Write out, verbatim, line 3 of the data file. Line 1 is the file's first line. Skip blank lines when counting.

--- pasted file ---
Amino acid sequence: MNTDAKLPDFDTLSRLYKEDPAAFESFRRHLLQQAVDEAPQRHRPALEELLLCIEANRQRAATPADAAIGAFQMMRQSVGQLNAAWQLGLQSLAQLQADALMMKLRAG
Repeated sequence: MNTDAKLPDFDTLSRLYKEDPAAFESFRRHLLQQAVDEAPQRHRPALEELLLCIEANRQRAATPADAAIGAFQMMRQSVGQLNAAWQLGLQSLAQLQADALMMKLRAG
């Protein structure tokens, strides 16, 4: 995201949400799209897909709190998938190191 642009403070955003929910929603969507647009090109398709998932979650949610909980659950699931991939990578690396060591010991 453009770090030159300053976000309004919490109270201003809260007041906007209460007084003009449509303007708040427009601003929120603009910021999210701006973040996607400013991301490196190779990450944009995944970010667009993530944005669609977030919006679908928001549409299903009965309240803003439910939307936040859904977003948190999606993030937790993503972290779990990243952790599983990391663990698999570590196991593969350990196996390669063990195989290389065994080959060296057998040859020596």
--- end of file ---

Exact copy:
């Protein structure tokens, strides 16, 4: 995201949400799209897909709190998938190191 642009403070955003929910929603969507647009090109398709998932979650949610909980659950699931991939990578690396060591010991 453009770090030159300053976000309004919490109270201003809260007041906007209460007084003009449509303007708040427009601003929120603009910021999210701006973040996607400013991301490196190779990450944009995944970010667009993530944005669609977030919006679908928001549409299903009965309240803003439910939307936040859904977003948190999606993030937790993503972290779990990243952790599983990391663990698999570590196991593969350990196996390669063990195989290389065994080959060296057998040859020596």